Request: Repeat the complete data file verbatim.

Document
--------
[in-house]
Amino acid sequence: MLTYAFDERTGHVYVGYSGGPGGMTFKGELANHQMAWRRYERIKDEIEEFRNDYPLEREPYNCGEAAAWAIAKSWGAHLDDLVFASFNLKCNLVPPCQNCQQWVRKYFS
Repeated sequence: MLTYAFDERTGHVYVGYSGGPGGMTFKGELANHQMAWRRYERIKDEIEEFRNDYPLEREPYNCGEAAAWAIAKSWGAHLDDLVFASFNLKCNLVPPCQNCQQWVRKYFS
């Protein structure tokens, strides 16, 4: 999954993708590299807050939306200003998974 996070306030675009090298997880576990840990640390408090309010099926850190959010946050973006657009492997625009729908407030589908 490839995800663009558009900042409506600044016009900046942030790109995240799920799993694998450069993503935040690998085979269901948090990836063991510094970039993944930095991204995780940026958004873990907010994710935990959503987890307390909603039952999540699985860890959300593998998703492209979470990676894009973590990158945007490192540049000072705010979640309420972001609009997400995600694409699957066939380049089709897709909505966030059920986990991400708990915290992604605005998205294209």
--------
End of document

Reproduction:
[in-house]
Amino acid sequence: MLTYAFDERTGHVYVGYSGGPGGMTFKGELANHQMAWRRYERIKDEIEEFRNDYPLEREPYNCGEAAAWAIAKSWGAHLDDLVFASFNLKCNLVPPCQNCQQWVRKYFS
Repeated sequence: MLTYAFDERTGHVYVGYSGGPGGMTFKGELANHQMAWRRYERIKDEIEEFRNDYPLEREPYNCGEAAAWAIAKSWGAHLDDLVFASFNLKCNLVPPCQNCQQWVRKYFS
């Protein structure tokens, strides 16, 4: 999954993708590299807050939306200003998974 996070306030675009090298997880576990840990640390408090309010099926850190959010946050973006657009492997625009729908407030589908 490839995800663009558009900042409506600044016009900046942030790109995240799920799993694998450069993503935040690998085979269901948090990836063991510094970039993944930095991204995780940026958004873990907010994710935990959503987890307390909603039952999540699985860890959300593998998703492209979470990676894009973590990158945007490192540049000072705010979640309420972001609009997400995600694409699957066939380049089709897709909505966030059920986990991400708990915290992604605005998205294209």